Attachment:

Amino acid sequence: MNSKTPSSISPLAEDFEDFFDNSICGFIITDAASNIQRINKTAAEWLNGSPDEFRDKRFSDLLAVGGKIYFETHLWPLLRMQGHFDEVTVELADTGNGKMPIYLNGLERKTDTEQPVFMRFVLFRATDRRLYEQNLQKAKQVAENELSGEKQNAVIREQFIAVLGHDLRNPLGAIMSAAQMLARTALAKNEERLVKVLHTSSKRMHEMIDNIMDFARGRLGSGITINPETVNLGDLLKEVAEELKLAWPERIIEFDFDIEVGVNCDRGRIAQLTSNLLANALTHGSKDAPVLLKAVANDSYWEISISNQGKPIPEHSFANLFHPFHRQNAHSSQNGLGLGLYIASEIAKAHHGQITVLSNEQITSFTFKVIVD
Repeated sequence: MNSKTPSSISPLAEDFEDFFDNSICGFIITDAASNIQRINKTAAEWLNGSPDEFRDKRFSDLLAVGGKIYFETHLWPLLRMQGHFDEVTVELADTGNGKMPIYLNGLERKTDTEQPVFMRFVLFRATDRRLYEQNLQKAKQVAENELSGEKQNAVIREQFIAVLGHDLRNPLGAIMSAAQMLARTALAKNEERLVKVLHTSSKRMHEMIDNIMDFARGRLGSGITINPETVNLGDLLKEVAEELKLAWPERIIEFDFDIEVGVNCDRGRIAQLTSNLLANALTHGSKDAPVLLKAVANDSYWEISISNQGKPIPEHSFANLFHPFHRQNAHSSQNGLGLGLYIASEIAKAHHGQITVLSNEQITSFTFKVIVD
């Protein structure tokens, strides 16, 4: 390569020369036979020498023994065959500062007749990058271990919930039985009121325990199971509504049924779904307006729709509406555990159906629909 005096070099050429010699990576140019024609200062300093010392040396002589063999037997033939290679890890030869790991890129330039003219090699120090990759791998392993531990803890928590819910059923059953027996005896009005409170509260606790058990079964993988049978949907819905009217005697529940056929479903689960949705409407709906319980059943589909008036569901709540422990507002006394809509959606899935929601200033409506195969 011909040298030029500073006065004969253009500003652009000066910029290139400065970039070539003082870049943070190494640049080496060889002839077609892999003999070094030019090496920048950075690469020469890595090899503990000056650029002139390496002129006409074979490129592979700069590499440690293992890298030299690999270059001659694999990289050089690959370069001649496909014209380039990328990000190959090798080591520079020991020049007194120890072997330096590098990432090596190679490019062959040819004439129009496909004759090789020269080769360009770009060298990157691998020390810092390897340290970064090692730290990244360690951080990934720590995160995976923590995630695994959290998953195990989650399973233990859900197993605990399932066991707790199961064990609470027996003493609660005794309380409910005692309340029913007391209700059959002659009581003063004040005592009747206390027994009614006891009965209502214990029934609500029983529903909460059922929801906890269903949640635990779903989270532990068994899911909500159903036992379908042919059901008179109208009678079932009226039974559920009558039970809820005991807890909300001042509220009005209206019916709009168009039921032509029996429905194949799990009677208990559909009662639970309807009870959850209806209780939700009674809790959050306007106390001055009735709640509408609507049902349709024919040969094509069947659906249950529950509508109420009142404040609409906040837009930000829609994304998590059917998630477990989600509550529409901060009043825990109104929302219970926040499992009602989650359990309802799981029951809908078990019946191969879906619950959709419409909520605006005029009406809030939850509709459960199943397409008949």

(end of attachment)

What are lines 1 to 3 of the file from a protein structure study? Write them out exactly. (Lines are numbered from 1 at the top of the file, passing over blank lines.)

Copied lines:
Amino acid sequence: MNSKTPSSISPLAEDFEDFFDNSICGFIITDAASNIQRINKTAAEWLNGSPDEFRDKRFSDLLAVGGKIYFETHLWPLLRMQGHFDEVTVELADTGNGKMPIYLNGLERKTDTEQPVFMRFVLFRATDRRLYEQNLQKAKQVAENELSGEKQNAVIREQFIAVLGHDLRNPLGAIMSAAQMLARTALAKNEERLVKVLHTSSKRMHEMIDNIMDFARGRLGSGITINPETVNLGDLLKEVAEELKLAWPERIIEFDFDIEVGVNCDRGRIAQLTSNLLANALTHGSKDAPVLLKAVANDSYWEISISNQGKPIPEHSFANLFHPFHRQNAHSSQNGLGLGLYIASEIAKAHHGQITVLSNEQITSFTFKVIVD
Repeated sequence: MNSKTPSSISPLAEDFEDFFDNSICGFIITDAASNIQRINKTAAEWLNGSPDEFRDKRFSDLLAVGGKIYFETHLWPLLRMQGHFDEVTVELADTGNGKMPIYLNGLERKTDTEQPVFMRFVLFRATDRRLYEQNLQKAKQVAENELSGEKQNAVIREQFIAVLGHDLRNPLGAIMSAAQMLARTALAKNEERLVKVLHTSSKRMHEMIDNIMDFARGRLGSGITINPETVNLGDLLKEVAEELKLAWPERIIEFDFDIEVGVNCDRGRIAQLTSNLLANALTHGSKDAPVLLKAVANDSYWEISISNQGKPIPEHSFANLFHPFHRQNAHSSQNGLGLGLYIASEIAKAHHGQITVLSNEQITSFTFKVIVD
């Protein structure tokens, strides 16, 4: 390569020369036979020498023994065959500062007749990058271990919930039985009121325990199971509504049924779904307006729709509406555990159906629909 005096070099050429010699990576140019024609200062300093010392040396002589063999037997033939290679890890030869790991890129330039003219090699120090990759791998392993531990803890928590819910059923059953027996005896009005409170509260606790058990079964993988049978949907819905009217005697529940056929479903689960949705409407709906319980059943589909008036569901709540422990507002006394809509959606899935929601200033409506195969 011909040298030029500073006065004969253009500003652009000066910029290139400065970039070539003082870049943070190494640049080496060889002839077609892999003999070094030019090496920048950075690469020469890595090899503990000056650029002139390496002129006409074979490129592979700069590499440690293992890298030299690999270059001659694999990289050089690959370069001649496909014209380039990328990000190959090798080591520079020991020049007194120890072997330096590098990432090596190679490019062959040819004439129009496909004759090789020269080769360009770009060298990157691998020390810092390897340290970064090692730290990244360690951080990934720590995160995976923590995630695994959290998953195990989650399973233990859900197993605990399932066991707790199961064990609470027996003493609660005794309380409910005692309340029913007391209700059959002659009581003063004040005592009747206390027994009614006891009965209502214990029934609500029983529903909460059922929801906890269903949640635990779903989270532990068994899911909500159903036992379908042919059901008179109208009678079932009226039974559920009558039970809820005991807890909300001042509220009005209206019916709009168009039921032509029996429905194949799990009677208990559909009662639970309807009870959850209806209780939700009674809790959050306007106390001055009735709640509408609507049902349709024919040969094509069947659906249950529950509508109420009142404040609409906040837009930000829609994304998590059917998630477990989600509550529409901060009043825990109104929302219970926040499992009602989650359990309802799981029951809908078990019946191969879906619950959709419409909520605006005029009406809030939850509709459960199943397409008949």